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As a rule, use the possessive case before a gerund, that is,a verb used as a noun. Gerunds are formed by adding -ing to a verb stems: going, eating, writing, borrowing. Like nouns, they are used as both subjects and objects. Take these examples similar to yours.
1. I don't like my brother's borrowing so much money.
2. I don't his eating so much ice cream.
3. I don't approve of his driving with such worn-out tires.
4. I recommend his seeing a doctor.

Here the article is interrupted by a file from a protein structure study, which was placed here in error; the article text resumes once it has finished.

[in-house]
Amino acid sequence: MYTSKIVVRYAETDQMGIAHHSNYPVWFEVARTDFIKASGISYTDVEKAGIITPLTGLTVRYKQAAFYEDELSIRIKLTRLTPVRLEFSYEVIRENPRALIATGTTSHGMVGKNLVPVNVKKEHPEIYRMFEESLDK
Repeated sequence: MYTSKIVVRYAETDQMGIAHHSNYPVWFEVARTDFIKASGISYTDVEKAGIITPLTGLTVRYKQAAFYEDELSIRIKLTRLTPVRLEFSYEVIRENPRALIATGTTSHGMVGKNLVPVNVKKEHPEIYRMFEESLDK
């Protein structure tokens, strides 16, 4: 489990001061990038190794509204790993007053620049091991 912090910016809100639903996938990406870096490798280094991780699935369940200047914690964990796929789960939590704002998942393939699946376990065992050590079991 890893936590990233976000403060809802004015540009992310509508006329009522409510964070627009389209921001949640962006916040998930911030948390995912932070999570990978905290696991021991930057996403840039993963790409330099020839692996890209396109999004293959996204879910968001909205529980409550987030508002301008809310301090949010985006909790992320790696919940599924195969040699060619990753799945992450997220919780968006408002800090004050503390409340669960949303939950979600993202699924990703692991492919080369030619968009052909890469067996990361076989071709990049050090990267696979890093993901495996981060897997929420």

In these sentences, borrowing, eating,driving, and seeing are gerunds, preceded by possessive forms. If the first sentence had said brother rather than brother's , it would seem to say I don't like my brother rather than I don't like his borrowing so much. Similarly, if sentence 2,3, or 4 had used him instead of his, the meaning of the sentences would be changed. If an exam question offers you a choice between a possessive and an objective pronoun before a gerund, look carefully at what the sentence is saying. It is likely that the possessive is the better choice.